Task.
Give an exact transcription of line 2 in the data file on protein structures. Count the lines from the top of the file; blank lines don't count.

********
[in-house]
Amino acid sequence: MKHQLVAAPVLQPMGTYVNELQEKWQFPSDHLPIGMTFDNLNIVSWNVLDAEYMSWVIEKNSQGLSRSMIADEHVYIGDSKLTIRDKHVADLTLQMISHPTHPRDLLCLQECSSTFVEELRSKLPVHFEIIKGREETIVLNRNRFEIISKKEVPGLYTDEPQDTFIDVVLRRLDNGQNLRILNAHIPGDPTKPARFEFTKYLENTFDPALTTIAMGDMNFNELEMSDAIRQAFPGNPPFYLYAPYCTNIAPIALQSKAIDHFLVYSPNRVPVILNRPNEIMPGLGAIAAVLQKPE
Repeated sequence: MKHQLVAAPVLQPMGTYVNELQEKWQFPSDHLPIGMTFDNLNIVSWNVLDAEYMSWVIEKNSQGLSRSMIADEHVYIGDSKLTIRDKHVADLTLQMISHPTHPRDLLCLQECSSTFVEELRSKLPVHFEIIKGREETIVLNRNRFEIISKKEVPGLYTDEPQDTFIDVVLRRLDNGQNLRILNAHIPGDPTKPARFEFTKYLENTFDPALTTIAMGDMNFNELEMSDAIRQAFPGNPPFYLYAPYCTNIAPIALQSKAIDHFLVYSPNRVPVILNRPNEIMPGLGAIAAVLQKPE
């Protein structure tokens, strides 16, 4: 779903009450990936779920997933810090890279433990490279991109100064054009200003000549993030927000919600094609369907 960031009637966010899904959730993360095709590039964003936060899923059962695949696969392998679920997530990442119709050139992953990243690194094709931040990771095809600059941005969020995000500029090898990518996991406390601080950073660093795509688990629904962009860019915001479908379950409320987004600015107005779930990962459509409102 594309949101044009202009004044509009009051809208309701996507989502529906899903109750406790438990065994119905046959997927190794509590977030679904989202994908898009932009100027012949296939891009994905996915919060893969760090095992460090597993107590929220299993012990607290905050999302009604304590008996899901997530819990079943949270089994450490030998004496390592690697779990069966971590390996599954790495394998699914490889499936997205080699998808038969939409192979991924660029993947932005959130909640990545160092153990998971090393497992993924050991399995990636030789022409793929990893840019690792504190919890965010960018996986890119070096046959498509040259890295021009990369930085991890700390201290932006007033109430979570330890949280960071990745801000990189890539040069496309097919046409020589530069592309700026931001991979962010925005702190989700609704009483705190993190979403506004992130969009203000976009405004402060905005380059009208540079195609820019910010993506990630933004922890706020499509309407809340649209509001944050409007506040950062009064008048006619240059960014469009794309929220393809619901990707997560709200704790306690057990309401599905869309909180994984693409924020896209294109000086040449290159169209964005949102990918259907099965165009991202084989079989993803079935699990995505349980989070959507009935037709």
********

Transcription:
Amino acid sequence: MKHQLVAAPVLQPMGTYVNELQEKWQFPSDHLPIGMTFDNLNIVSWNVLDAEYMSWVIEKNSQGLSRSMIADEHVYIGDSKLTIRDKHVADLTLQMISHPTHPRDLLCLQECSSTFVEELRSKLPVHFEIIKGREETIVLNRNRFEIISKKEVPGLYTDEPQDTFIDVVLRRLDNGQNLRILNAHIPGDPTKPARFEFTKYLENTFDPALTTIAMGDMNFNELEMSDAIRQAFPGNPPFYLYAPYCTNIAPIALQSKAIDHFLVYSPNRVPVILNRPNEIMPGLGAIAAVLQKPE